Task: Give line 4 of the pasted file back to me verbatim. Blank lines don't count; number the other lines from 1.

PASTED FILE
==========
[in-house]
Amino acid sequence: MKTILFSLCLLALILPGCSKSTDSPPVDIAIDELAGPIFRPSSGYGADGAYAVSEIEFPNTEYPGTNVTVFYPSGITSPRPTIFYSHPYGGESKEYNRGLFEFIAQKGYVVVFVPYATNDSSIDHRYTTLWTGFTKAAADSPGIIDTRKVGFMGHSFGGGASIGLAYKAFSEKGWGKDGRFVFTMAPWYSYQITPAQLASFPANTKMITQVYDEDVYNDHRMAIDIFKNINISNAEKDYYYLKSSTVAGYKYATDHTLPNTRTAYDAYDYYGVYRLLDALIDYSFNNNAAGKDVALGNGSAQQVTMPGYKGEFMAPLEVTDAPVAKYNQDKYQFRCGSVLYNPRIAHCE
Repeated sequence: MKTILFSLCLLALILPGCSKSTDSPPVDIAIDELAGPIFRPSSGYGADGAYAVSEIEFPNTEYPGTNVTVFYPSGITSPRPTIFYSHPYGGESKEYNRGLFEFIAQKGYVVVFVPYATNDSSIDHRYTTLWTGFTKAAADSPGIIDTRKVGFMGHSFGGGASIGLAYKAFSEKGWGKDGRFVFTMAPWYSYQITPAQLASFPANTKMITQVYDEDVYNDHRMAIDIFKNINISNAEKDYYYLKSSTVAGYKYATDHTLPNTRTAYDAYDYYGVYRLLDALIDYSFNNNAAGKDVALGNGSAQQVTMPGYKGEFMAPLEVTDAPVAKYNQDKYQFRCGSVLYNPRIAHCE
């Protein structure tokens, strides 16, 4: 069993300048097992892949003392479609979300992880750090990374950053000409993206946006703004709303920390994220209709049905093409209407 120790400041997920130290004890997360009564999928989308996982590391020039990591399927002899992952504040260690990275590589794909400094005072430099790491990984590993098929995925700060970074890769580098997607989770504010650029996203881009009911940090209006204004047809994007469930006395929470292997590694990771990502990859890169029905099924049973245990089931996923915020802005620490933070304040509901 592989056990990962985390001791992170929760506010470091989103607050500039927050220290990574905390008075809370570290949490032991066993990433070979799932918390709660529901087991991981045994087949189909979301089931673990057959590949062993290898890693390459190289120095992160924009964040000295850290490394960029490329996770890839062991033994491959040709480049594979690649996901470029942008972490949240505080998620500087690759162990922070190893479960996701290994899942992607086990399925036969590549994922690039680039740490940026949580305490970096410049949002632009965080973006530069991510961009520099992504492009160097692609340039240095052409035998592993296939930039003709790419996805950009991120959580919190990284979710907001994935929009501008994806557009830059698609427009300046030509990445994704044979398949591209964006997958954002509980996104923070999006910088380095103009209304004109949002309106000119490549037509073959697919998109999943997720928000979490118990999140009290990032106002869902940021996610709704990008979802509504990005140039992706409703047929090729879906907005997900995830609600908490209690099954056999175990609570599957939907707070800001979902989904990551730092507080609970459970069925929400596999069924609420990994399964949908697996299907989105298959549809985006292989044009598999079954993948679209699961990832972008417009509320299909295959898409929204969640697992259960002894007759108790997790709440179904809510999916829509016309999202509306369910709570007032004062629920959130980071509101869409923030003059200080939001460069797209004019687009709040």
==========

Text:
């Protein structure tokens, strides 16, 4: 069993300048097992892949003392479609979300992880750090990374950053000409993206946006703004709303920390994220209709049905093409209407 120790400041997920130290004890997360009564999928989308996982590391020039990591399927002899992952504040260690990275590589794909400094005072430099790491990984590993098929995925700060970074890769580098997607989770504010650029996203881009009911940090209006204004047809994007469930006395929470292997590694990771990502990859890169029905099924049973245990089931996923915020802005620490933070304040509901 592989056990990962985390001791992170929760506010470091989103607050500039927050220290990574905390008075809370570290949490032991066993990433070979799932918390709660529901087991991981045994087949189909979301089931673990057959590949062993290898890693390459190289120095992160924009964040000295850290490394960029490329996770890839062991033994491959040709480049594979690649996901470029942008972490949240505080998620500087690759162990922070190893479960996701290994899942992607086990399925036969590549994922690039680039740490940026949580305490970096410049949002632009965080973006530069991510961009520099992504492009160097692609340039240095052409035998592993296939930039003709790419996805950009991120959580919190990284979710907001994935929009501008994806557009830059698609427009300046030509990445994704044979398949591209964006997958954002509980996104923070999006910088380095103009209304004109949002309106000119490549037509073959697919998109999943997720928000979490118990999140009290990032106002869902940021996610709704990008979802509504990005140039992706409703047929090729879906907005997900995830609600908490209690099954056999175990609570599957939907707070800001979902989904990551730092507080609970459970069925929400596999069924609420990994399964949908697996299907989105298959549809985006292989044009598999079954993948679209699961990832972008417009509320299909295959898409929204969640697992259960002894007759108790997790709440179904809510999916829509016309999202509306369910709570007032004062629920959130980071509101869409923030003059200080939001460069797209004019687009709040």